Photo via Proctor's webpage
By DIEGO CAGARA
SCHENECTADY — The students of The School of the Performing Arts Broadway Camp delivered a memorable and explosive opening night as they performed “Pippin” at the nearly-packed Proctors in downtown Schenectady on Friday, August 4 at 7 p.m.
Having started working on the musical since around the 4th of July, students populated both the performance and production aspects of the show, giving it a very youthful tone which was warmly appreciated while proving that it all was placed in capable hands.
“Pippin” is a Tony-Award winning musical that first opened on Broadway back in 1972, with the legendary Stephen Schwartz helming the music and lyrics. Its titular character struggles to find meaning in his life even though he is a potential heir to a kingdom’s throne, which is currently occupied by his father, King Charles (or Charlemagne). The musical flings historical accuracy out the window so that it does not get bogged down by actual politics and history.
The musical’s storyline feels familiar as there have been many main characters in popular media who seek a purpose in life or searches for something greater beyond their reality.
Actor Justin Jasiewicz mostly did an impeccable job in capturing Pippin’s innocence and naïveté, further projected by his enthusiastic disposition. For a few brief moments throughout, his voice was not strong enough to deliver the lyrics or he accidentally flubbed his lines; perhaps the scenes felt rushed or he was actively moving across the stage which affected his speech. But ironically, it added to his character’s unassuming and petite nature, possibly earning even more empathy from the audience as the character struggled to find self-fulfillment.
His journey, however, seemed never-ending as he encountered wealth, women, romance and the potential to be in a family of his own—all of which he turned down eventually as he perpetually acted like nothing was enough. This led to the overarching joke that he can’t find a “happy ending,” causing most of the other characters to abandon him onstage in the end, stripping him of his wardrobe, music and overall production. This breaking-the-fourth-wall phenomenon made for great laughs.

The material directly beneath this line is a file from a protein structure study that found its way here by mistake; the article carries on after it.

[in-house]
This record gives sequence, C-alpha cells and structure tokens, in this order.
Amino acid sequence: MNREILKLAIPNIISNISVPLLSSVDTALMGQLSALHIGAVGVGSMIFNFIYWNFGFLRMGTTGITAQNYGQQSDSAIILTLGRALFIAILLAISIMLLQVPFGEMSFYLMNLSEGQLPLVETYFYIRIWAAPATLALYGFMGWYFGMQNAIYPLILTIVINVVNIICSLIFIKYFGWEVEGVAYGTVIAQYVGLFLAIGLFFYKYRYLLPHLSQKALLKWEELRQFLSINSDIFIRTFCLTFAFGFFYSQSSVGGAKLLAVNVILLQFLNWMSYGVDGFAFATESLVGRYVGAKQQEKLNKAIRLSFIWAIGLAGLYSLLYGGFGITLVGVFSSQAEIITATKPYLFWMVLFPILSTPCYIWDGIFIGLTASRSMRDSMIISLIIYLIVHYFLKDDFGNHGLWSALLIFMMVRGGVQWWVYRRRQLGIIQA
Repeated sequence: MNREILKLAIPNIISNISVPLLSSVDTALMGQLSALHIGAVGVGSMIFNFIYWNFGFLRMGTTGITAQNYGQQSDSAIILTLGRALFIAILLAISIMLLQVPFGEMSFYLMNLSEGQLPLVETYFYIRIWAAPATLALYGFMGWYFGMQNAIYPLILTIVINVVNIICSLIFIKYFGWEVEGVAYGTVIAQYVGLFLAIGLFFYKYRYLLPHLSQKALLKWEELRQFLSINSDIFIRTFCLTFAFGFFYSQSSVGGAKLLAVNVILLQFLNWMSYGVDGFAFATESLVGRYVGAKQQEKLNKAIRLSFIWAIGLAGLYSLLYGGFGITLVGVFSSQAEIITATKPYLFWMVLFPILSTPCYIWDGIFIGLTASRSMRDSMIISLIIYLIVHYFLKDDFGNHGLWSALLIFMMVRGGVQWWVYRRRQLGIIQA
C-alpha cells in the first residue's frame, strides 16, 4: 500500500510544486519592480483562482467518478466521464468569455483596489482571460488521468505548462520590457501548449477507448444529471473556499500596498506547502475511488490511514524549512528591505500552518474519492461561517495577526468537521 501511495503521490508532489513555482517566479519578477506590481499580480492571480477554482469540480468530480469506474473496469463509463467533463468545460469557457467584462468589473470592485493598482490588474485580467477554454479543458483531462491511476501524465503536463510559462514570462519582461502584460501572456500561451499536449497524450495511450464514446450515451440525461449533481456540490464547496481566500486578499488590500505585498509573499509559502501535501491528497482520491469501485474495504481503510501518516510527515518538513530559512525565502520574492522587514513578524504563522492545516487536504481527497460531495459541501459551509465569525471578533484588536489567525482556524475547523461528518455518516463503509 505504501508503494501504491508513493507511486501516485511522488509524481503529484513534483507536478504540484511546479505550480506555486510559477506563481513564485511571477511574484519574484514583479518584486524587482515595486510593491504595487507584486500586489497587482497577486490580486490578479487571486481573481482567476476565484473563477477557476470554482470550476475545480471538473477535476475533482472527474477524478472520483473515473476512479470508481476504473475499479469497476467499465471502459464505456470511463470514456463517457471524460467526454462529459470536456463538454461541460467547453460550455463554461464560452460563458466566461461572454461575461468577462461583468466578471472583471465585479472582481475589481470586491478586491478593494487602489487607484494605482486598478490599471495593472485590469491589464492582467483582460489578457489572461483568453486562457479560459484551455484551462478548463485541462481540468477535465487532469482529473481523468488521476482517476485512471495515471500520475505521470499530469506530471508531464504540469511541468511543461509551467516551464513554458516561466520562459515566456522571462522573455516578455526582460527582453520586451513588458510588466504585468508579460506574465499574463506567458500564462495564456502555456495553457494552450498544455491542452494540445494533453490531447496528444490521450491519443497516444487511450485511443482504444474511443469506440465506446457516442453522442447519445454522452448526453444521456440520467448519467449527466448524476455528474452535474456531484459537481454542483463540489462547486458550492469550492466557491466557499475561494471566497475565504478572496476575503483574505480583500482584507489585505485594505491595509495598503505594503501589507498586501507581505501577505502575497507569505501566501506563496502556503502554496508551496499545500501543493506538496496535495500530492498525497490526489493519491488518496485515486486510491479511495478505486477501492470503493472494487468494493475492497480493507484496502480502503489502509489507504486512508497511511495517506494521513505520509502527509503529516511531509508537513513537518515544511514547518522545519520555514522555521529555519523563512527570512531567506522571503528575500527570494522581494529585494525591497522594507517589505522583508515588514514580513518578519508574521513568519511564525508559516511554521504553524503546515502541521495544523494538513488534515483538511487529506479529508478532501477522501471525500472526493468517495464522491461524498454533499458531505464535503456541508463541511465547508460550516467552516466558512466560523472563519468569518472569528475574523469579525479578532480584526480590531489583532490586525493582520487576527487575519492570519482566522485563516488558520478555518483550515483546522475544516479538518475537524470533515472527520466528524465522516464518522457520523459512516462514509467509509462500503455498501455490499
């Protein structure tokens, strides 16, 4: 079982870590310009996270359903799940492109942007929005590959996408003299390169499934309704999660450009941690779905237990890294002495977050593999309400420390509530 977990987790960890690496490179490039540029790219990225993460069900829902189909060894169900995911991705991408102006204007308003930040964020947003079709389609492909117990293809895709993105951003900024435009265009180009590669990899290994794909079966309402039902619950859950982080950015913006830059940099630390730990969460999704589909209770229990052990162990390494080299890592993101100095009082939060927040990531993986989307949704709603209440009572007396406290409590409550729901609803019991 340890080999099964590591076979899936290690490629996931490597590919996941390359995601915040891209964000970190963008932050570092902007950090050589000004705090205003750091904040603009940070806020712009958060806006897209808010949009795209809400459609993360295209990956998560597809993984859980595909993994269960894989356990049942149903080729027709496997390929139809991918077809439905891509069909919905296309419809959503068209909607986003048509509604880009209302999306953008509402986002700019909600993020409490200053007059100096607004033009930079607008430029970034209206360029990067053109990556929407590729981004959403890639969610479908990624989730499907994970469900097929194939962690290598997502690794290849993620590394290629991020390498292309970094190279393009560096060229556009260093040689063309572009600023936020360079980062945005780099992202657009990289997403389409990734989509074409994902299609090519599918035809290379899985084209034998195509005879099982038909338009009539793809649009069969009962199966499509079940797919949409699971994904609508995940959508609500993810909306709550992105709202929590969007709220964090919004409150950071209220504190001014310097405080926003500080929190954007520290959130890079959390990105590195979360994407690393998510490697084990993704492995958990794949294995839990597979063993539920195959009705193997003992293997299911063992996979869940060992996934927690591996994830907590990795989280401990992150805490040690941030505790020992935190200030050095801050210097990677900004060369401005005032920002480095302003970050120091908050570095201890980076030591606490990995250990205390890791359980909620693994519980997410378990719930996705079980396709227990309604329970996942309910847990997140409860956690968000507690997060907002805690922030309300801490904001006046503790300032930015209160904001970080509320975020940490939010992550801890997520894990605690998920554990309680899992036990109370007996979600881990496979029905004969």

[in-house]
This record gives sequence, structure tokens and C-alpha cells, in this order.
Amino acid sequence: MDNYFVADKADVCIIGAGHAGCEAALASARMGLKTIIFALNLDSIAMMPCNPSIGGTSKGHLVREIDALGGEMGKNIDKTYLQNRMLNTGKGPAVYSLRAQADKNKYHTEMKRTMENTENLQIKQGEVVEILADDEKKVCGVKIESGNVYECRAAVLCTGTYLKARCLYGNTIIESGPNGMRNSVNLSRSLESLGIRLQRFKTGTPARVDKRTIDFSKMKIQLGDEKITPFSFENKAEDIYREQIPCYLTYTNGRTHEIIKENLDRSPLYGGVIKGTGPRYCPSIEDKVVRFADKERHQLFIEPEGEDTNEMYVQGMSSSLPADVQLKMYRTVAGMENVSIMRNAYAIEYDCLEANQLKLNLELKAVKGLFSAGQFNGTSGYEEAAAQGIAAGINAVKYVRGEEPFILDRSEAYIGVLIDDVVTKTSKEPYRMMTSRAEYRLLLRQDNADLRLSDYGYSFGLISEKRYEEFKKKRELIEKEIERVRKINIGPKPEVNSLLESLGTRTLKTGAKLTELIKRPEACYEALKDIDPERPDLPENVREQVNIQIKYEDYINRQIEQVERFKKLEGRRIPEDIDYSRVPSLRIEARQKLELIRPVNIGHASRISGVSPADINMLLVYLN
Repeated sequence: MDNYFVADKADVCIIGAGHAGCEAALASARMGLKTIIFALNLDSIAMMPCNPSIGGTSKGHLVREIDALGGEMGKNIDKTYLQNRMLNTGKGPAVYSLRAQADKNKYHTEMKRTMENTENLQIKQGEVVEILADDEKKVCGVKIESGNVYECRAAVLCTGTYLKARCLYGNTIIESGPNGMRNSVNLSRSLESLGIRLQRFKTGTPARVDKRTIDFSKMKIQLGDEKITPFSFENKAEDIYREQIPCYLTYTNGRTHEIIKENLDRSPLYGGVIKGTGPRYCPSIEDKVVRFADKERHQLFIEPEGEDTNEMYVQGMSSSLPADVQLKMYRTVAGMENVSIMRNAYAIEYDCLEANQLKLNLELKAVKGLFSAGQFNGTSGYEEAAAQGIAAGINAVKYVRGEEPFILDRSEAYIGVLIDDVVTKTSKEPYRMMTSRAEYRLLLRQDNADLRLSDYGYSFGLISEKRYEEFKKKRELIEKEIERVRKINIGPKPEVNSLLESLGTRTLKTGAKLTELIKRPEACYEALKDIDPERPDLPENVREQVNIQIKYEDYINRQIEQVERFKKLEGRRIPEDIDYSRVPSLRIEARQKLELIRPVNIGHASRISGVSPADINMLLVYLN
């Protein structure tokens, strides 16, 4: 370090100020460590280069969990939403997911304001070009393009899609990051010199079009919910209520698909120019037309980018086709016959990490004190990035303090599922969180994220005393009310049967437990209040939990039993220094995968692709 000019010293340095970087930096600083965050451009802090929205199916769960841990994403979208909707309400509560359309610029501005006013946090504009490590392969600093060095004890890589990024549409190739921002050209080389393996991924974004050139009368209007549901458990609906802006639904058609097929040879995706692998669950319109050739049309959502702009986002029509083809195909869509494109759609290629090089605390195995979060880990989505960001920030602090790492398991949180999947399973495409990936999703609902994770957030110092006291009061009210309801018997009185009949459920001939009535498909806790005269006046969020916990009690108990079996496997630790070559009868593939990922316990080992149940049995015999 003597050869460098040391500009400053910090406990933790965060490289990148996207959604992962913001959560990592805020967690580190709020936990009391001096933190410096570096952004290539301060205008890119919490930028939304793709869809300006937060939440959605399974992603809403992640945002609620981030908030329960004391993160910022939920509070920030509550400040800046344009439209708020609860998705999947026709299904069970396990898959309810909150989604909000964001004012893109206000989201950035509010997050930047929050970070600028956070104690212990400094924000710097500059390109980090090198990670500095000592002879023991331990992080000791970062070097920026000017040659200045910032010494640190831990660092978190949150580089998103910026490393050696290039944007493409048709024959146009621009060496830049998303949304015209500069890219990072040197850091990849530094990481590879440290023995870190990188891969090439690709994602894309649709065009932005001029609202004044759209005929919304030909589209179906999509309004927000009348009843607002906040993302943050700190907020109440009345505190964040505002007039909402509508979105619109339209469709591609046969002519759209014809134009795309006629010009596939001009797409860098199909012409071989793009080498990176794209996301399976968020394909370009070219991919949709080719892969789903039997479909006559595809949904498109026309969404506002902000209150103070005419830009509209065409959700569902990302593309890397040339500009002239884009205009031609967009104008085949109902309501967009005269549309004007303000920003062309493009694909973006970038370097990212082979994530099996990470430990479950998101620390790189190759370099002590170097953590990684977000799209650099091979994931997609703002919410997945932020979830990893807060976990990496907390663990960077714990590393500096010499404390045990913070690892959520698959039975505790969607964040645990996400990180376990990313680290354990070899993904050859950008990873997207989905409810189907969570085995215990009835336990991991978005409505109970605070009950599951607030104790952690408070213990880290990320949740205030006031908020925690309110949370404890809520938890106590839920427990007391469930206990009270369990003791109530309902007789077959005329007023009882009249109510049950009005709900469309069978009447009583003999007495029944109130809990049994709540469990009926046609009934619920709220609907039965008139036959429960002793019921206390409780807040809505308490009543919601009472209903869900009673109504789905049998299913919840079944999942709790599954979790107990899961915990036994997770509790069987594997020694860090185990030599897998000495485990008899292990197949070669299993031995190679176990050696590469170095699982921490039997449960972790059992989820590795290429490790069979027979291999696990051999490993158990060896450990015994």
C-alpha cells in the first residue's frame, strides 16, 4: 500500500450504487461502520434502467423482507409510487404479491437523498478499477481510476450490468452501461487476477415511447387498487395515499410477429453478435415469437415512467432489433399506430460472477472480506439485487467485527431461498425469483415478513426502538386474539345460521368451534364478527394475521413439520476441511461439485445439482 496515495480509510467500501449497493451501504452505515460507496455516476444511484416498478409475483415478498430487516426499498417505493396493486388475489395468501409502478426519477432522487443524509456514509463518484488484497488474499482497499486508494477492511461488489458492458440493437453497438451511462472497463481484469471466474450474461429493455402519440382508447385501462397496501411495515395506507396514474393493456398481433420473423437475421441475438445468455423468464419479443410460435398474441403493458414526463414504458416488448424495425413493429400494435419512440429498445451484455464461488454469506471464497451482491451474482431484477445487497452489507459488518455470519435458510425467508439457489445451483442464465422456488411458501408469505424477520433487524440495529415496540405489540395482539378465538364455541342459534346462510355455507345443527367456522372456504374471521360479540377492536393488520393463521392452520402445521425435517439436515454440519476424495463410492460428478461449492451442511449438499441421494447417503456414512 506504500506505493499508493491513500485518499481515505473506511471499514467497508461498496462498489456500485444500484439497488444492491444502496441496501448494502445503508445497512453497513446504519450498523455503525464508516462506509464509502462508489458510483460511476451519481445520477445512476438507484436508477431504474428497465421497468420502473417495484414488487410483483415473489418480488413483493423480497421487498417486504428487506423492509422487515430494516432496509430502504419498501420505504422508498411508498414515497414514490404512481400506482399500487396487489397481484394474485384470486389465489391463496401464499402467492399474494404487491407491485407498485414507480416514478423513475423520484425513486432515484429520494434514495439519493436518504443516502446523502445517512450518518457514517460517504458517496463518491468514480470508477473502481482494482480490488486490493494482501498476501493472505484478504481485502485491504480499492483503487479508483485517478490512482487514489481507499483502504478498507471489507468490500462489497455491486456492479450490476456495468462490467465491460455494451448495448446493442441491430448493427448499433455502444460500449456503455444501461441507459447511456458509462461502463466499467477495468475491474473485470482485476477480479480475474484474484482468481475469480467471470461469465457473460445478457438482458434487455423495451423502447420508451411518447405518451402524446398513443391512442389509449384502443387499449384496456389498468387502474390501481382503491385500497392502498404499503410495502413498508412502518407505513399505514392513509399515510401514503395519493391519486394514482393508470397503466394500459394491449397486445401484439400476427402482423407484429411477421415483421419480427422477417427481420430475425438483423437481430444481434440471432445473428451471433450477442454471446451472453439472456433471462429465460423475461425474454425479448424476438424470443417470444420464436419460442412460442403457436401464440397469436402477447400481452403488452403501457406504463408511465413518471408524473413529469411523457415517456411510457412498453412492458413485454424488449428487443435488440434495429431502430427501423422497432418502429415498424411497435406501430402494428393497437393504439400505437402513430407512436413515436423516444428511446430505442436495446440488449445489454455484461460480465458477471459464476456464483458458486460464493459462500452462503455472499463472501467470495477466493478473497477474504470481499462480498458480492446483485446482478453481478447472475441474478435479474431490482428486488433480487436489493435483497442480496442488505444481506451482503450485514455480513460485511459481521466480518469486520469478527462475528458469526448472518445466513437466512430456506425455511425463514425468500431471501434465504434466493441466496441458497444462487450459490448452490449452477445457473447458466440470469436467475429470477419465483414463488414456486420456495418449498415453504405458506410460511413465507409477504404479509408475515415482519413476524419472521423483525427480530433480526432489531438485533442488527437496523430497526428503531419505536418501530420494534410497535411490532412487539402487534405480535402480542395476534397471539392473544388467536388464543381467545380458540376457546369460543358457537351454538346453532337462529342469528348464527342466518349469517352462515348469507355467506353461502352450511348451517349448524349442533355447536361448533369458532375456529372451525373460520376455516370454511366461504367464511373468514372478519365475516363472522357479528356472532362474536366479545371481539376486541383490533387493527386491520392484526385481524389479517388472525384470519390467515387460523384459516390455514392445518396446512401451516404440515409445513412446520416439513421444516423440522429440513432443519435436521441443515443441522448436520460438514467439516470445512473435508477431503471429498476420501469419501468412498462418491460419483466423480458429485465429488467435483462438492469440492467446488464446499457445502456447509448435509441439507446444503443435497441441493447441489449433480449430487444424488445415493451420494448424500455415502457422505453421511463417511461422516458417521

The supporting cast mostly was successful and some shout-outs include Connor Eastman as Pippin’s father, Charlemagne; Hannah Destefano as Pippin’s lover, Catherine; Caitlyn Efner as her daughter, Thea; Tyler Barhydt as Pippin’s brother; and Monica Rathbone played Pippin’s exiled grandmother, Berthe.
Perhaps the most illuminating of the cast were the unnamed ones—the three Leading Players, played by Trinity-Robin Santos, Maria Andreoli and Louis Blair. This was a clear departure from the original departure which only had one Leading Player but this risk paid off as the three young actors animatedly brought the characters to life.
They each poured in a genius level of theatrics, over-the-top drama and sass, often dropping one-liners and entertaining the crowd with their swagger. They came across like a Greek chorus who were present onstage in many scenes and offered apt commentary. They also reminded some of Chiffon, Crystal and Ronette (another Greek chorus-like group) in the “Little Shop of Horrors” musical, the Dynamites from “Hairspray” and the Muses in Disney’s “Hercules” (1997). The Leading Players’ actors’ chemistry was clearly embraced by the audience as they received a vividly uproarious applause at the musical’s end.
For the uninitiated, the musical was surprisingly easy to follow with its simply overarching theme of finding purpose and its incredibly catchy show tunes. The musical succeeded in flexing its dark humor muscles by desensitizing viewers to the violence and sexual content onstage. Depictions of stabbings, decapitating of people’s heads, throats being slit as well as flying bloody limbs during a battle scene were watered down into joking matter. A memorable moment was when the villagers were casually collecting the corpses and loose limbs off the stage with a wagon in the background while the core characters were interacting in the foreground.
Besides the Leading Players, the musical’s juvenile and sassy nature was wholly emphasized when an actual board containing some lyrics descended over the stage and the audience was encouraged to sing along. A literal spotlight bounced off each lyric, like a makeshift karaoke session, and it further lightened the overall musical’s feel.
The production was commendable as well as the choreography. An example was when a lone spotlight shone down on Pippin, who innocently thought that having sexual relationships with women was the way to make him happy. He became surrounded by several females who each enticed, danced around and seduced him, almost hinting at an orgy, but the dark setting served a sense of sin which made both the viewer and Pippin realize that this was all wrong.
The opening night of “Pippin” at Proctors was certainly compelling.
Unlike its main character, the musical and the students who put it together did find a purpose—to entertain its audience with a palate of adult jokes and a cheesy-yet-excusable life lesson. It cautiously treads between being a family-friendly affair and a slight-too-adult plot but it nonetheless delivered. It would only have two more performances, the next day on Saturday, August 5 at 2 and 7 p.m.